2002 Mercury Mountaineer

5 Defect Investigations from the NHTSA

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NHTSA Defect Investigations for the 2002 Mercury Mountaineer

The Office of Defects Investigations (ODI) is an office within the NHTSA which investigates serious safety problems in the design, construction or performance of vehicles. The NHTSA is authorized to order manufacturers to recall and repair vehicles, if the ODI finds a safety issue. NHTSA investigations for the 2002 Mercury Mountaineer, both ongoing and closed, are listed below:


    NHTSA Engineering Analysis #EA02010

    • Status:
    • Date Opened: July 02, 2002
    • Date Closed: February 25, 2003
    • Recall: No recall issued

    Component(s): Air Bags

    Summary: In July 2001, Ford issued a special service message announcing that some air bagclockspring devices may produce noise when the steering wheel is turned full left or right.Ford was aware that some clocksprings may have been improperly installed.the improper installation may also cause an open circuit and the air bag warning light to illuminate.starting with vehicles produced in September 2001, Ford adding length to the clockspring wire to reduce the likelihood of damage from improper installation.ODI's investigation revealed 32 comlaints (vehicle built prior to Sept. 2001) of warning light but no crashes, injuries, lawsuits or claims.a safety defect has not been identified at this time and further use of Agency resources does not appear to be warranted.accordingly, this investigation is closed. The closing of this investigation does not constitute a finding by NHTSA that a safety-related defect does not exist.the Agency will take further action if warranted by the circumstances.see attached summary report.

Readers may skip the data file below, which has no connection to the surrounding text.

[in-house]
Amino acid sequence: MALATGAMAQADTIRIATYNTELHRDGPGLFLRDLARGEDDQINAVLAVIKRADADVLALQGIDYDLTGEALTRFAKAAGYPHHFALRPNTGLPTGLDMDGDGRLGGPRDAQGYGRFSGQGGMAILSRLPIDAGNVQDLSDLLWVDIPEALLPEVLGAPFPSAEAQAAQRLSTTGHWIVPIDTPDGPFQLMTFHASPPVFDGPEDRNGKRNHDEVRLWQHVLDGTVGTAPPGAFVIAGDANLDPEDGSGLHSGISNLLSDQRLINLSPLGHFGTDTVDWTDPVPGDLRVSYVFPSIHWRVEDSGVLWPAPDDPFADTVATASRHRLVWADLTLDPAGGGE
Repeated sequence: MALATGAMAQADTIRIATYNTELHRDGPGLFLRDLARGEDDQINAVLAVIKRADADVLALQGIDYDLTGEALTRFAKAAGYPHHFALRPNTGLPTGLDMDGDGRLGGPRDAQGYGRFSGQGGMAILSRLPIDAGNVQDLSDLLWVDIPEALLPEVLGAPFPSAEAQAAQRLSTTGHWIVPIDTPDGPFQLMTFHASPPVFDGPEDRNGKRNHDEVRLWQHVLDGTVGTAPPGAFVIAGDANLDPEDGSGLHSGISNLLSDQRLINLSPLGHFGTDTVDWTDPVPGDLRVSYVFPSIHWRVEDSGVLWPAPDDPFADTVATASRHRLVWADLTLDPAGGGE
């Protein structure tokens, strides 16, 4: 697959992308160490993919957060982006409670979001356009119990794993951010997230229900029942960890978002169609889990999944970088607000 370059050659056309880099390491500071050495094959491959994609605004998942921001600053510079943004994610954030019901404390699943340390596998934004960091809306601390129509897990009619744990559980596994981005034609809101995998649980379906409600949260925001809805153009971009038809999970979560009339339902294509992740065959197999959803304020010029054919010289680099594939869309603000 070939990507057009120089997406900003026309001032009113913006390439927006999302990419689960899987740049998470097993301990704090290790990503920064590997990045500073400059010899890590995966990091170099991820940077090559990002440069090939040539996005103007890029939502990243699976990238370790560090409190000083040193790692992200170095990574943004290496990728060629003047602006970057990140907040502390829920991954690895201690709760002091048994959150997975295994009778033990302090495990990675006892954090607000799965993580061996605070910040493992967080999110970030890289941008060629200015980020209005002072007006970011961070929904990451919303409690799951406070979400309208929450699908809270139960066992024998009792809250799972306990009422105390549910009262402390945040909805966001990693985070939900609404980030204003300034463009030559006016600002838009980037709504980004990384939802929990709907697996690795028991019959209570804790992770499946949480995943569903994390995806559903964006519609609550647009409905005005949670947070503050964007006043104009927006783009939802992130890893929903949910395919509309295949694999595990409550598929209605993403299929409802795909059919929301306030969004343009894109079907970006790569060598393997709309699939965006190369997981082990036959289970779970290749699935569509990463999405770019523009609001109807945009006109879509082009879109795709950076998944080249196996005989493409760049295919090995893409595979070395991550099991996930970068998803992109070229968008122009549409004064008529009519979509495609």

NHTSA Defect Investigation #DP05005

    • Status:
    • Date Opened: September 22, 2005
    • Date Closed: January 04, 2006
    • Recall: No recall issued

    Component(s): Engine And Engine Cooling
    Engine And Engine Cooling:Engine
    Engine And Engine Cooling:Engine:Gasoline